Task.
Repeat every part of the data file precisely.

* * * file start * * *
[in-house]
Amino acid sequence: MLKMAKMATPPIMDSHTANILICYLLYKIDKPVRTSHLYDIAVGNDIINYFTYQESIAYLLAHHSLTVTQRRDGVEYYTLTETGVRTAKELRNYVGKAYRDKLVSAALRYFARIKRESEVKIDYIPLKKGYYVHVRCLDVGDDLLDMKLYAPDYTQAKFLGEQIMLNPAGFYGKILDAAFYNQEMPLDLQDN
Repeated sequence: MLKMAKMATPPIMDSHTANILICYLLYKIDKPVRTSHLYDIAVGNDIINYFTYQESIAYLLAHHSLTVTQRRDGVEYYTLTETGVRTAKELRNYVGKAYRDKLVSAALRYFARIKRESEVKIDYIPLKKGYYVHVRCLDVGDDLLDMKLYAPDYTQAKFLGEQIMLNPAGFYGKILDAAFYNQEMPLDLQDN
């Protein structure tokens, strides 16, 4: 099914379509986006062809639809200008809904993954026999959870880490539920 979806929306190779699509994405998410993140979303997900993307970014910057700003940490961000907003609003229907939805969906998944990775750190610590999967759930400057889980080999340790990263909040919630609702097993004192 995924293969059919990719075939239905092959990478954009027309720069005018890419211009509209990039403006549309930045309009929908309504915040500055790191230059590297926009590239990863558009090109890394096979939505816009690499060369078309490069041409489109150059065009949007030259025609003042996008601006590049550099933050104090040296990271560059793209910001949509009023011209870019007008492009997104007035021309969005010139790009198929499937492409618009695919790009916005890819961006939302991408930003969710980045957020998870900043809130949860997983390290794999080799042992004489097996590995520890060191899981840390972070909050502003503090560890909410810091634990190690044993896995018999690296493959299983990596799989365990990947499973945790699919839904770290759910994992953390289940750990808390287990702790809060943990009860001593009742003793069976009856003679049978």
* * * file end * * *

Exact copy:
[in-house]
Amino acid sequence: MLKMAKMATPPIMDSHTANILICYLLYKIDKPVRTSHLYDIAVGNDIINYFTYQESIAYLLAHHSLTVTQRRDGVEYYTLTETGVRTAKELRNYVGKAYRDKLVSAALRYFARIKRESEVKIDYIPLKKGYYVHVRCLDVGDDLLDMKLYAPDYTQAKFLGEQIMLNPAGFYGKILDAAFYNQEMPLDLQDN
Repeated sequence: MLKMAKMATPPIMDSHTANILICYLLYKIDKPVRTSHLYDIAVGNDIINYFTYQESIAYLLAHHSLTVTQRRDGVEYYTLTETGVRTAKELRNYVGKAYRDKLVSAALRYFARIKRESEVKIDYIPLKKGYYVHVRCLDVGDDLLDMKLYAPDYTQAKFLGEQIMLNPAGFYGKILDAAFYNQEMPLDLQDN
């Protein structure tokens, strides 16, 4: 099914379509986006062809639809200008809904993954026999959870880490539920 979806929306190779699509994405998410993140979303997900993307970014910057700003940490961000907003609003229907939805969906998944990775750190610590999967759930400057889980080999340790990263909040919630609702097993004192 995924293969059919990719075939239905092959990478954009027309720069005018890419211009509209990039403006549309930045309009929908309504915040500055790191230059590297926009590239990863558009090109890394096979939505816009690499060369078309490069041409489109150059065009949007030259025609003042996008601006590049550099933050104090040296990271560059793209910001949509009023011209870019007008492009997104007035021309969005010139790009198929499937492409618009695919790009916005890819961006939302991408930003969710980045957020998870900043809130949860997983390290794999080799042992004489097996590995520890060191899981840390972070909050502003503090560890909410810091634990190690044993896995018999690296493959299983990596799989365990990947499973945790699919839904770290759910994992953390289940750990808390287990702790809060943990009860001593009742003793069976009856003679049978």